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Islamist Boko Haram insurgents have overrun much of a northeastern Nigerian town after hours of fighting that killed scores and displaced thousands of residents, security sources said on Tuesday.
http://kgsc.org/events/category/grades-6-8th/2016-07-12/ The Islamists launched an attack on the town of Bama, 70 km (45 miles) from the Borno state capital of Maiduguri, on Monday. They were initially repelled but came back in greater numbers overnight, the sources and witnesses said.
Nigeria’s defense spokesman did not respond to a request for comment. The sources said there were heavy casualties on both sides and one said at least 5,000 people fled the town.
Two months after Islamist militants in Iraq and Syria declared the area they seized an Islamic caliphate, Boko Haram has also for the first time explicitly laid claim to territory it says it controls in parts of northeast Nigeria.
They captured the remote hilly farming town of Gwoza, along the Cameroon border, during fighting last month. The group’s leader Abubakar Shekau in a video declared it a “Muslim territory” that would be ruled by strict Islamic law.
Shekau’s forces have killed thousands and displaced hundreds of thousands since launching an uprising in 2009 to revive a medieval Islamic caliphate in religiously mixed Nigeria. They are the biggest security threat to Africa’s top oil producer.
“When we started hearing gunshots, everybody was confused. There was firing from different directions. We just ran to the outskirts of town,” Bukar Auwalu, a trader who fled with his wife, three children and brother, told Reuters by phone.
“There were military helicopters and a fighter jet. We slept in the bush on the outskirts of town. We can’t go back.”
Adrian Edwards, spokesman for the United Nations High Commissioner for Refugees (UNHCR), said 9,000 people fleeing violence in Nigeria’s northeast had arrived in Cameroon’s Far North region in the past 10 days.
“Even upon arrival in Cameroon, they are not necessarily out of harm’s way. On Sunday, insurgents attacked Kerawa town inside Cameroon, forcing refugees and some local residents to flee further inland,” he said in a briefing note from Geneva.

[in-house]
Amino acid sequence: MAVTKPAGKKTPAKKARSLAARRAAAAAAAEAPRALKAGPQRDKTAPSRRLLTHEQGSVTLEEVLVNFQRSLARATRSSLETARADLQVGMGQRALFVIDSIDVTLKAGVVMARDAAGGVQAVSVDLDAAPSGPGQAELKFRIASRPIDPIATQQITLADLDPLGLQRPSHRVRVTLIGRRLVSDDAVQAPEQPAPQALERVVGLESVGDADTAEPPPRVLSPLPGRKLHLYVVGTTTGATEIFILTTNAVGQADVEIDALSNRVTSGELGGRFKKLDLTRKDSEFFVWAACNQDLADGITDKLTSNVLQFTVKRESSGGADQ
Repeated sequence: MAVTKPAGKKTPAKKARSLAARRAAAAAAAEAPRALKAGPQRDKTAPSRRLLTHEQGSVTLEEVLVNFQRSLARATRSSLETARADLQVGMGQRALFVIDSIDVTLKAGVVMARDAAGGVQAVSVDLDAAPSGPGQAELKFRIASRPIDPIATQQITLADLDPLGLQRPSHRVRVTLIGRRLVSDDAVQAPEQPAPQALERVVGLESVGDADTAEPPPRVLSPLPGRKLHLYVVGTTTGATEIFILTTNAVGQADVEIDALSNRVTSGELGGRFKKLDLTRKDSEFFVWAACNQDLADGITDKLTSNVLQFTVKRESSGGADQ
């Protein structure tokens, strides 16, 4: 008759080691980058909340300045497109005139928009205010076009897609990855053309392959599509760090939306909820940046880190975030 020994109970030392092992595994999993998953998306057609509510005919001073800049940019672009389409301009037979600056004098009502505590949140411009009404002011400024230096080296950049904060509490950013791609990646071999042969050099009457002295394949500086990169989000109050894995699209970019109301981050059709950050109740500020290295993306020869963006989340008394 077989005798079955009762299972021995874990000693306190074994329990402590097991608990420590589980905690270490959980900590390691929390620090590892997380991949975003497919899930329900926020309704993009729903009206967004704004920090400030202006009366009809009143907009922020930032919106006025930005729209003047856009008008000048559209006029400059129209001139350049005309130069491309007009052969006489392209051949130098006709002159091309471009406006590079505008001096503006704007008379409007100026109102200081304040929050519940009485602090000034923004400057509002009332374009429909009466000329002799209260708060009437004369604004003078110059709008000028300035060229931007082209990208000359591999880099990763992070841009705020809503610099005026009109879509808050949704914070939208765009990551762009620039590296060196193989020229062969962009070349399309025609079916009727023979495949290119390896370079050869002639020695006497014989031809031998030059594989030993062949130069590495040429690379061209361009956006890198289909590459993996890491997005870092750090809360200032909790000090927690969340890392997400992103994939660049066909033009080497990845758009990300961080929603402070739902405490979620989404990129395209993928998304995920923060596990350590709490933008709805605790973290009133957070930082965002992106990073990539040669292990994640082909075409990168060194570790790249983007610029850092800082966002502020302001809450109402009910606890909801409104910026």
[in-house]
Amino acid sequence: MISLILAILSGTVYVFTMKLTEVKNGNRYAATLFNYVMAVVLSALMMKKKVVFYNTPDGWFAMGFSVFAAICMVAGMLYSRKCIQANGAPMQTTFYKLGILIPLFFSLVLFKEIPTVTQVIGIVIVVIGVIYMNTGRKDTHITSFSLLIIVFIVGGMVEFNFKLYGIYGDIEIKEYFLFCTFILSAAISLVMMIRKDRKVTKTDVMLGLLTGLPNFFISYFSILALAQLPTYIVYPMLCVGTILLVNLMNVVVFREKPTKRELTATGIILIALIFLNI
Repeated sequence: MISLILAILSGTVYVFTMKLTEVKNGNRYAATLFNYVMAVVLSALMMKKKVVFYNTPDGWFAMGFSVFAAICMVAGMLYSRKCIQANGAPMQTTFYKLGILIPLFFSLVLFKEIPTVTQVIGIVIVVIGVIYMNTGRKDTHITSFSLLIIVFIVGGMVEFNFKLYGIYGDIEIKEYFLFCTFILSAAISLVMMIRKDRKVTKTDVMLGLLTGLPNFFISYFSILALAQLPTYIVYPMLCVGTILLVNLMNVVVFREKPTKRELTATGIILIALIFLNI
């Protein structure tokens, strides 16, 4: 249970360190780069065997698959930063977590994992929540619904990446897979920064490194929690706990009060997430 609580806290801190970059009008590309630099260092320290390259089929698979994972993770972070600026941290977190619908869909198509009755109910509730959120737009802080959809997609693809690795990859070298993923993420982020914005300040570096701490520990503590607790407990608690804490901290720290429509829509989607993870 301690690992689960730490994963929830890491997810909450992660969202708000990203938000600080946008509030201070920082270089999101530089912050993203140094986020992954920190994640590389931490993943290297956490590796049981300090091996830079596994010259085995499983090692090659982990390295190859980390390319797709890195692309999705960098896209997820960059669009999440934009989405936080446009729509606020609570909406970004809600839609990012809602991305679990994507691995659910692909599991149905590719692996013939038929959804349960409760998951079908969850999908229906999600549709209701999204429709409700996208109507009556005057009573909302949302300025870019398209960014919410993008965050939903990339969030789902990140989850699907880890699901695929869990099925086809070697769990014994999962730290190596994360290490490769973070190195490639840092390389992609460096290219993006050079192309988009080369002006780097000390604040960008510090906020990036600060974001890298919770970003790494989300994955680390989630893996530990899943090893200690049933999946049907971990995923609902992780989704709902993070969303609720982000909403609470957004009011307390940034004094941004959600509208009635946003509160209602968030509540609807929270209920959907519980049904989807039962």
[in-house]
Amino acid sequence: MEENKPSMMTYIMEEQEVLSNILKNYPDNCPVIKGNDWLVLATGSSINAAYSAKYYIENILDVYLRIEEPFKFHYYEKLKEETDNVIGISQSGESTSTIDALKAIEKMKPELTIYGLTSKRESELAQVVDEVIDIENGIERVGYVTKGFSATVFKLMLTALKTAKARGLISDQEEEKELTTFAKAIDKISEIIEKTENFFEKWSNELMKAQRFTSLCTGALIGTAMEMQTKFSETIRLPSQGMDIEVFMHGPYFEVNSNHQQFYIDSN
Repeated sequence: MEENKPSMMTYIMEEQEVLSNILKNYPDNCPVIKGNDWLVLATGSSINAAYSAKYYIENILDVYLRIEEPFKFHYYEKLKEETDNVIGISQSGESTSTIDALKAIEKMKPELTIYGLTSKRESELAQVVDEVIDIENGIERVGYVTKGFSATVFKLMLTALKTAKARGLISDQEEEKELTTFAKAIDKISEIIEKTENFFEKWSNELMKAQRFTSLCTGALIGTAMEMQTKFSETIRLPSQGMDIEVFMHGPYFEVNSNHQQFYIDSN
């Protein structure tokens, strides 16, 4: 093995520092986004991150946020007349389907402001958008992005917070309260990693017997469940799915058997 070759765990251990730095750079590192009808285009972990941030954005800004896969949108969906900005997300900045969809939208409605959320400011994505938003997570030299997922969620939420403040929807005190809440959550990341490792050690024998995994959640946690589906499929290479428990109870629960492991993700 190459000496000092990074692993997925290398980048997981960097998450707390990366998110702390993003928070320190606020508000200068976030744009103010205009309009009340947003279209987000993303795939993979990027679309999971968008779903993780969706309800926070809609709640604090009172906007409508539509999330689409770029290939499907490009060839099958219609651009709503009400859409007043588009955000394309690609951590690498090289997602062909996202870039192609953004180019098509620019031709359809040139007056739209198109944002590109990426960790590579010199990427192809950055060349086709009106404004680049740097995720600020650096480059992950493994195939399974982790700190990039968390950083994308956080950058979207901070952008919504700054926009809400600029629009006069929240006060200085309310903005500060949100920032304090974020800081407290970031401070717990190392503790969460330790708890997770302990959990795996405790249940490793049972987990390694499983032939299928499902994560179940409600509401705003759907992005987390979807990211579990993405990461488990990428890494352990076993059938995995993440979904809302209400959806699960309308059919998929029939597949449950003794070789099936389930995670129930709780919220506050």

Another 2,000 had crossed into Niger, which is already hosting some 50,000 refugees of fighting since May 2013. Some 645,000 people are internally displaced in Nigeria, she said.
Because of Bama’s proximity to Maiduguri, a large metropolis and home of a major army base, security officials are worried there is now little to keep Boko Haram from gaining access to a key city that was also the birthplace of their movement.
The military has extended Maiduguri’s nightly curfew to 7 p.m. (1800 GMT/2.00 p.m. EDT) until 6 a.m. – it previously started at 10 p.m. – to fight “infiltration into the Maiduguri metropolis by insurgents,” Nigerian defense headquarters announced on its Twitter account on Tuesday.
Boko Haram attracted the international spotlight on April 14, when its fighters kidnapped more than 200 girls from a school in the northeastern village of Chibok in April. They remain in captivity.
Their tactics have started to resemble those of Ugandan warlord Joseph Kony and his Lord’s Resistance Army: kidnapping boys and forcing them to fight while taking girls as “wives”.
A military offensive launched over a year ago to crush them has merely made the rebels more brutal.
The apparent powerlessness of the military to protect civilians or prevent the militants’ raids has triggered much criticism of President Goodluck Jonathan‘s administration, although it argues counter-insurgency is something new that the government is having to learn how to fight.
A soldier involved in the Bama fighting, who declined to be named, said the insurgents had targeted the Bama armory with heavy weapons including tanks. As troops tried to repel the attack, they called in air reinforcements.
But by the time the fighter jet arrived, they had mostly lost the battle for this location. The jet then bombed the area but accidentally killed everyone there, both Nigerian troops and insurgents, the soldier said.
“The situation is bad. We lost so many of our men,” he said.
Farmer Ibrahim Malu said hundreds had fled the town. He had gone out to his farm early in the morning when gunfire and loud explosions erupted. He ran back home, but by the time he got there his wife and children had already fled.
“I still don’t even know where they could be,” he told Reuters by telephone. “Two soldiers fled with me. One of them didn’t even have any shoes.”
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